Another possibility was the fierce divide between the two sports. Surfers were up in arms over the new fad. They wanted nothing to do with anything boogie related. However, as technology and materials improved, it was inevitable that that soft, squishy material would translate over.

Using the Boogie Board brand’s manufacturer, AGIT, Matt Zilinskas and John Yeh produced a soft-top surfboard made of the expanded polystyrene foam and plastic found in current bodyboards. They considered it a “beginner’s board.” Safer and more buoyant, due to the squish, than any board on the market.

Surfing on boogie board


All rise for the Costco Wavestorm

As we relaxed into the millenium, this new idea quickly took over the surfboard market. Brands were quickly developing their own soft-top surfboards to tap into the beginner territory. Brands like BZ, Catch Surf, INT, Giantex, Softech, and more were quickly on the scene. However nobody can top the rise of the Costco brand board: Wavestorm.

Wavestorms have made a social media splash and have ingrained themselves into the soft-top hall of fame. On the one hand, the pervasiveness of their products is due to their quality of board. People love the ability to teach on them and the ability to catch any wave regardless of conditions. On the other hand, surfers love to hate them. They think the sight of a Wavestorm means the person will have no understanding of the rules of surfing. It’s a common theme; there will always be surfers who love to hate anything that’s not… well… themselves.

At the end of the day, soft top foam surfboards are a great buy for any surfer. If you’re in the market for one of these boards, FinBin has you covered.


Even your dog will love them!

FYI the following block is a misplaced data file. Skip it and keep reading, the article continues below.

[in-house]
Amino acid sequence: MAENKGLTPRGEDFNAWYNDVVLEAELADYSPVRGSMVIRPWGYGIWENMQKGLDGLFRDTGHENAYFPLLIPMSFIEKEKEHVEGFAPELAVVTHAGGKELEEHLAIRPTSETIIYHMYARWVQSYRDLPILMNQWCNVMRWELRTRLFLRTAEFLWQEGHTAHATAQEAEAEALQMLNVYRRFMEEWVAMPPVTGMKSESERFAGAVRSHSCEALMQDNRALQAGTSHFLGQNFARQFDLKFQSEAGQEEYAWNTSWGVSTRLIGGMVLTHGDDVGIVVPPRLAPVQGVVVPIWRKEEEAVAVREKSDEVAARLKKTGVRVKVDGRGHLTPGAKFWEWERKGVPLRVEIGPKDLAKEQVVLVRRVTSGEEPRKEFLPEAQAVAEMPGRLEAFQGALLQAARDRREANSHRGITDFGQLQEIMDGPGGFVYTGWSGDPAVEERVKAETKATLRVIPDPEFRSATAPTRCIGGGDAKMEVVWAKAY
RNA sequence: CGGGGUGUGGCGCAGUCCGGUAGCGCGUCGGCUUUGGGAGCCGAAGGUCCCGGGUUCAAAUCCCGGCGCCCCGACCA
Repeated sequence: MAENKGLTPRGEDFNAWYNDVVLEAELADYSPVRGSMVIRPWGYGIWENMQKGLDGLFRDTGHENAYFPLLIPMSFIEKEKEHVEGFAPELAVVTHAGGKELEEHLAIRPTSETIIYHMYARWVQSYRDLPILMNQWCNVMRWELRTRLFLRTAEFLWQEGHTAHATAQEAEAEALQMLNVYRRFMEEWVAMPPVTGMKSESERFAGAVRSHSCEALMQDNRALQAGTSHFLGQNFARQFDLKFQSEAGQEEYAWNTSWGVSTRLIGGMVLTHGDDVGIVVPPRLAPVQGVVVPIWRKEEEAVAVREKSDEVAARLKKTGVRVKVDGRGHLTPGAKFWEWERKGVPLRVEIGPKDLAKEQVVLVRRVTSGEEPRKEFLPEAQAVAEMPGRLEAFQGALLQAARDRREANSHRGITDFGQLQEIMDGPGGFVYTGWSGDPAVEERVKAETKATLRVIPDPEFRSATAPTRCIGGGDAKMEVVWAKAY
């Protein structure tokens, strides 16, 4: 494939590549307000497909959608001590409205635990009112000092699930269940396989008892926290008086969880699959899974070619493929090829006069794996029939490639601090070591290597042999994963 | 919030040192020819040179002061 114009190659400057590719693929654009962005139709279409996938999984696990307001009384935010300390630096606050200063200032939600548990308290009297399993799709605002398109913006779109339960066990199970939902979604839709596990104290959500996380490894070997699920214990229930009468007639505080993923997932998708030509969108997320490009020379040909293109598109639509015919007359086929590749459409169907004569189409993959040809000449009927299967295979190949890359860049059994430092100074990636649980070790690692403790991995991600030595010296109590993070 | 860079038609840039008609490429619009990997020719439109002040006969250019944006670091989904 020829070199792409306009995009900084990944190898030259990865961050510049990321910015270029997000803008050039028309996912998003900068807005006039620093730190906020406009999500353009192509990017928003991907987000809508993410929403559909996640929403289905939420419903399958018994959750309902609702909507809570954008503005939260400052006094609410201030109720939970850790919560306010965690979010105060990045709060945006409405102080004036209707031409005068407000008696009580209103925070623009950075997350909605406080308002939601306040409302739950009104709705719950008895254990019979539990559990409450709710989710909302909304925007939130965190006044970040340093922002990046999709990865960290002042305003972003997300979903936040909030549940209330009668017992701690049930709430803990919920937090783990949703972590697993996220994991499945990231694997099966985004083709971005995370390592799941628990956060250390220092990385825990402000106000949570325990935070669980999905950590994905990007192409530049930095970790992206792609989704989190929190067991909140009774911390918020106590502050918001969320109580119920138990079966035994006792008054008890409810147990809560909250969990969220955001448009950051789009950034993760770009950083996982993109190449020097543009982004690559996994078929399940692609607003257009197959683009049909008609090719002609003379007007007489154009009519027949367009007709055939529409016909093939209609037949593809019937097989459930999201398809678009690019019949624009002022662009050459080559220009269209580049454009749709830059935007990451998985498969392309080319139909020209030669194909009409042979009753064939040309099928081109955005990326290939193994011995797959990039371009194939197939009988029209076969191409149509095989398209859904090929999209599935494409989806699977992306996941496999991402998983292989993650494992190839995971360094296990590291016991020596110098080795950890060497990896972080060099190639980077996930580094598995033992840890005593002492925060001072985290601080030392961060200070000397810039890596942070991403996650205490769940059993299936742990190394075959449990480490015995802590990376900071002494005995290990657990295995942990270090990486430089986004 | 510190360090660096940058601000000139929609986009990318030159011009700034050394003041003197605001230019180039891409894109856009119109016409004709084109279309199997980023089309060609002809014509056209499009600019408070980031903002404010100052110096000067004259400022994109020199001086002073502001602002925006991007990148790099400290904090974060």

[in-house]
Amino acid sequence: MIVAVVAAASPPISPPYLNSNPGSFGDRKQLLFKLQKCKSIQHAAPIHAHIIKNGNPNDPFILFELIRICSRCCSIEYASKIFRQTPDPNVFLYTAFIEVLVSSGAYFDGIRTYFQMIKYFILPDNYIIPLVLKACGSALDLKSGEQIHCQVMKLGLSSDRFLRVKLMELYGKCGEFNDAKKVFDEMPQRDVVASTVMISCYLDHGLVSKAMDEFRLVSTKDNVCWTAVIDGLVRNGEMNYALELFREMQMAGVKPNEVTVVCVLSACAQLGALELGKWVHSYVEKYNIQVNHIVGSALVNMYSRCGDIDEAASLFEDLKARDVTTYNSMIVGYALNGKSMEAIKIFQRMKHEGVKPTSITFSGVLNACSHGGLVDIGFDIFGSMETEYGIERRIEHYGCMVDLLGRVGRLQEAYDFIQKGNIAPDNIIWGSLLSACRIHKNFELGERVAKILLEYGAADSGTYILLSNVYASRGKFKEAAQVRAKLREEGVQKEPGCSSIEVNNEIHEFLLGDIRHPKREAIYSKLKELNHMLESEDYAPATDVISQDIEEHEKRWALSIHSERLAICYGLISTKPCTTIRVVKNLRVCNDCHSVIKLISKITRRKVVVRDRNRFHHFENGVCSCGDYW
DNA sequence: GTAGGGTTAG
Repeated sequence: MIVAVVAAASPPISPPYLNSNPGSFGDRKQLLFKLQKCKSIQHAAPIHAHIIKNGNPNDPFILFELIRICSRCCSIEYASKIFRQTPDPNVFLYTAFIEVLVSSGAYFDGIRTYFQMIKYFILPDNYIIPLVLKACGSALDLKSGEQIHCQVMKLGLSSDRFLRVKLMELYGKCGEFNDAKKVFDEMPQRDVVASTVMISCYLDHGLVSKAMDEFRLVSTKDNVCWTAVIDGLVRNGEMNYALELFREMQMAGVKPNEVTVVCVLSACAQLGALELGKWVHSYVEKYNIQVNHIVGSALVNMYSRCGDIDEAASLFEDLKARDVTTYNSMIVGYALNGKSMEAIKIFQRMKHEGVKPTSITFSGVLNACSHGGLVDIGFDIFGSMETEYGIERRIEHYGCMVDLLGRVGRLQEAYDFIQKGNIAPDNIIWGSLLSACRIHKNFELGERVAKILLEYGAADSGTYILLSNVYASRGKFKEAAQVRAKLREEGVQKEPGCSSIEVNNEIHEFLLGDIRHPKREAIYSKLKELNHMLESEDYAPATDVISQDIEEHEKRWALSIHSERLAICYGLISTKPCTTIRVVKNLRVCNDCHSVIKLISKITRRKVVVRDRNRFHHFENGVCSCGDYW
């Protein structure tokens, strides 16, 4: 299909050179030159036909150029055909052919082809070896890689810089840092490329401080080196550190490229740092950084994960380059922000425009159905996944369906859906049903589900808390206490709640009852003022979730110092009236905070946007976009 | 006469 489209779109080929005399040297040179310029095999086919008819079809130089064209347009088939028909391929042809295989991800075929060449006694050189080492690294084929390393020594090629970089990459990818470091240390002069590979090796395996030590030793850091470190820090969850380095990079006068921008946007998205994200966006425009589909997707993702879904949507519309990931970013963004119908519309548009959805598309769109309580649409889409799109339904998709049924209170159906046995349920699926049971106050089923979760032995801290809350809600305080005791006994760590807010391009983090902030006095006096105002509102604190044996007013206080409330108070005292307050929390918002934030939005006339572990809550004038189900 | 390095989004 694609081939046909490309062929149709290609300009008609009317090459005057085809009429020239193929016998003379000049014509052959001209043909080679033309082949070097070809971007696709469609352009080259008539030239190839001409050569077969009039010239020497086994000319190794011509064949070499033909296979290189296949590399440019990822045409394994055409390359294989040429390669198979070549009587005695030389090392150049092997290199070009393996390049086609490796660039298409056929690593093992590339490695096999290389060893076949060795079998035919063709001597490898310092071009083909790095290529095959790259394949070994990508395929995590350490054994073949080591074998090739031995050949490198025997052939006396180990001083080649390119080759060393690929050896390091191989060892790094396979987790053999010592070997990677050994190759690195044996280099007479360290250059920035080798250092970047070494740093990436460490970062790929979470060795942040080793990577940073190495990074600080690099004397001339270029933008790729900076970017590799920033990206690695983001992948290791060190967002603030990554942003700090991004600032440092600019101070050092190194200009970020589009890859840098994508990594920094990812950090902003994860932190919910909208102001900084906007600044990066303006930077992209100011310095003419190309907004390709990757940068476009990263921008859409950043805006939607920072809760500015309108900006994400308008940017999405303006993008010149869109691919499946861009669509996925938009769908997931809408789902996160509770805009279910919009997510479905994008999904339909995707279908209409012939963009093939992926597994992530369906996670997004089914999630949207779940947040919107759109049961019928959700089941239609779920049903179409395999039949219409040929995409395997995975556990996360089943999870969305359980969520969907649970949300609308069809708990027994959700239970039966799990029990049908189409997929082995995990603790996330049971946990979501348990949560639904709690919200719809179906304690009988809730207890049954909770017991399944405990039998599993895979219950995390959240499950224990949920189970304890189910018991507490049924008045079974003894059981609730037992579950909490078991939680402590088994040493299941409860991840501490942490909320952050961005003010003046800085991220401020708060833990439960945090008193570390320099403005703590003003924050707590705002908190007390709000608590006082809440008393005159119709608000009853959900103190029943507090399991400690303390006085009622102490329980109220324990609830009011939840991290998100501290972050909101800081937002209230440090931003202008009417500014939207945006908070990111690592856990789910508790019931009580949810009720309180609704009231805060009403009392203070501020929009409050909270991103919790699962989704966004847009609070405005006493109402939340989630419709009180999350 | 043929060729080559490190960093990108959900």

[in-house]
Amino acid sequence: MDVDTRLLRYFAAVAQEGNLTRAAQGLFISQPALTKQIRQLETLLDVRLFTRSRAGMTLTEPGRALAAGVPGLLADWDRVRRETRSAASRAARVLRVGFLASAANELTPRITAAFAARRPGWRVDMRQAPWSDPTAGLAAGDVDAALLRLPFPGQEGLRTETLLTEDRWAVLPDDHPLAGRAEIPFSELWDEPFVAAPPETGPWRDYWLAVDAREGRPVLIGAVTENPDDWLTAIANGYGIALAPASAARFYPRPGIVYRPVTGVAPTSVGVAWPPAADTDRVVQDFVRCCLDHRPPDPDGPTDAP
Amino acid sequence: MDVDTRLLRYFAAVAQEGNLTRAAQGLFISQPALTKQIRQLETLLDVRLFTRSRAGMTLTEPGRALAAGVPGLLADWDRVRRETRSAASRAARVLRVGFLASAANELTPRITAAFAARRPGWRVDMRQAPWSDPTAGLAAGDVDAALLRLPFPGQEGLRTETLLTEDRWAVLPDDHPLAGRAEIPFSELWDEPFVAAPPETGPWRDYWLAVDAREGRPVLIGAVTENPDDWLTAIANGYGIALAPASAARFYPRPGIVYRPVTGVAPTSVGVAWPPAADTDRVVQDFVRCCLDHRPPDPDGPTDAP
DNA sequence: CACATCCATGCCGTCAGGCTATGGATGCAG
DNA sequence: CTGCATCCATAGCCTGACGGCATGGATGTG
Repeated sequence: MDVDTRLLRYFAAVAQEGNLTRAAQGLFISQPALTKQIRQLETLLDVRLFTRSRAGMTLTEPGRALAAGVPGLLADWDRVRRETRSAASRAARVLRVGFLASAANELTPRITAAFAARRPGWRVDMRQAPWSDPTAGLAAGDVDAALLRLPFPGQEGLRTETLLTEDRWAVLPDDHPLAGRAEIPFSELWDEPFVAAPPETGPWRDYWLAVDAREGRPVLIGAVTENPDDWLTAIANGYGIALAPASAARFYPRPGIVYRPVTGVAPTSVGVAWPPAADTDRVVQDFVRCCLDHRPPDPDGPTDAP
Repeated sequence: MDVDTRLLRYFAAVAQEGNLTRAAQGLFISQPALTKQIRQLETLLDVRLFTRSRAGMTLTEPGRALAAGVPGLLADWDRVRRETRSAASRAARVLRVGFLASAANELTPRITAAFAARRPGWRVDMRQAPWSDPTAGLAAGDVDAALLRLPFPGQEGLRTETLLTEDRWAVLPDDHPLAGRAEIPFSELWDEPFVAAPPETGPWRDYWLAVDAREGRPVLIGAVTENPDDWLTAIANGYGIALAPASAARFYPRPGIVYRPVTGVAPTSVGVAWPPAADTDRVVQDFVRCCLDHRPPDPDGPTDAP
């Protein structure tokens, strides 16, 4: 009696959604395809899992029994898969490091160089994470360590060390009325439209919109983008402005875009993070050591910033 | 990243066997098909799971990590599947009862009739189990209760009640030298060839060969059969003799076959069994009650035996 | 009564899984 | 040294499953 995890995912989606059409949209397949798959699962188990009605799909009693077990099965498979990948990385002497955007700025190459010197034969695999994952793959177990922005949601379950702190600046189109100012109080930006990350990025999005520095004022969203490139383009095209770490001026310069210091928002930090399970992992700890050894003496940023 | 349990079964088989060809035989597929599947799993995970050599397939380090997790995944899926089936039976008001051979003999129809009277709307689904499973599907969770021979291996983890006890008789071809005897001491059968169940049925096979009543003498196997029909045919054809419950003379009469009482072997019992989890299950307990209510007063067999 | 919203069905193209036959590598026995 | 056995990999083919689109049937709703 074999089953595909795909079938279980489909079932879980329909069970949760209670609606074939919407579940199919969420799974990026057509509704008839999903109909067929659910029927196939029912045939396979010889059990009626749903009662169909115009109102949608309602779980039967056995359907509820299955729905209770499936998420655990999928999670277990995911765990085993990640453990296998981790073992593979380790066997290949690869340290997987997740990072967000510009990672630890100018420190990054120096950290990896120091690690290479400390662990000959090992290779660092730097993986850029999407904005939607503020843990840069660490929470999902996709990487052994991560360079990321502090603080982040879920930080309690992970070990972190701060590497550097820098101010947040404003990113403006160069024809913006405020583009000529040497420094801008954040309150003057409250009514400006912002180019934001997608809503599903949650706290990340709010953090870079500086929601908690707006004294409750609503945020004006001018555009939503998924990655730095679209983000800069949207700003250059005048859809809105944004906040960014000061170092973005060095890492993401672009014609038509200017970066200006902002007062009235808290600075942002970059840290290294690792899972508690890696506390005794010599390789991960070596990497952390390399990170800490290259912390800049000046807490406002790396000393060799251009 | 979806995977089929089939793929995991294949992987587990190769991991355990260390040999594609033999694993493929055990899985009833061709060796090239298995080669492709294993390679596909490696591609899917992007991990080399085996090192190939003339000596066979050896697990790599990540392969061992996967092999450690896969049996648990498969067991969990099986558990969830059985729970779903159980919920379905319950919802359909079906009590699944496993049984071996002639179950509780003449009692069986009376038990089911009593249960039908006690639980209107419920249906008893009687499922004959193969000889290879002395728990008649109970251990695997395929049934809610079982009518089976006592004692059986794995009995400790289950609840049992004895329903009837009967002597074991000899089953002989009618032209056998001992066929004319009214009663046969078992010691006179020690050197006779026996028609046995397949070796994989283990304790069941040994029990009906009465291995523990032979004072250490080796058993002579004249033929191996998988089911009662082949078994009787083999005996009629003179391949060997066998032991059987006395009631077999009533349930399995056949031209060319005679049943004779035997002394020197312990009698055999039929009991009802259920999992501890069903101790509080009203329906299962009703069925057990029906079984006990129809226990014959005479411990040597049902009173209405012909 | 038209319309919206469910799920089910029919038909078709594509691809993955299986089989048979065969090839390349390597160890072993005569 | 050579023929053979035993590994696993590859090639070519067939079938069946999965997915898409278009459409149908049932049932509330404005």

So what made these soft-top surfboards climb to the top so quickly? Well, having a board that’s softer and more buoyant gives a lot of stability to the surfer. For those of you who have ridden a 10-foot foam longboard, the first thing you probably noticed was, there’s no way you can tip it over.

Most beginners learning how to pop up on a surfboard will hesitate to go straight from laying down to their feet. They’ll get to one knee or two before going further. With any other board, this is a surefire way to belly flop or tip over. But with these boards, you can take your time. Even dogs have been caught shredding the gnar on those long soft-tops. You’ll thank us later.

Even your dog will love them


That about wraps it up...

What started as a unique vision by Tom Morey has grown into a soft-top soft spot for surfers everywhere. And it’s easy to see why. Contrast the simple rideability of an 8-foot foamer with a 6-foot short board. Sure you might not be able to whip it around like a snake, but being able to bypass the more advanced techniques of wave positioning sounds like a beginner’s dream.

Now if only there was something we could put on the front that would prevent them from nose-diving...



mikey shaughnessy

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Contributing Author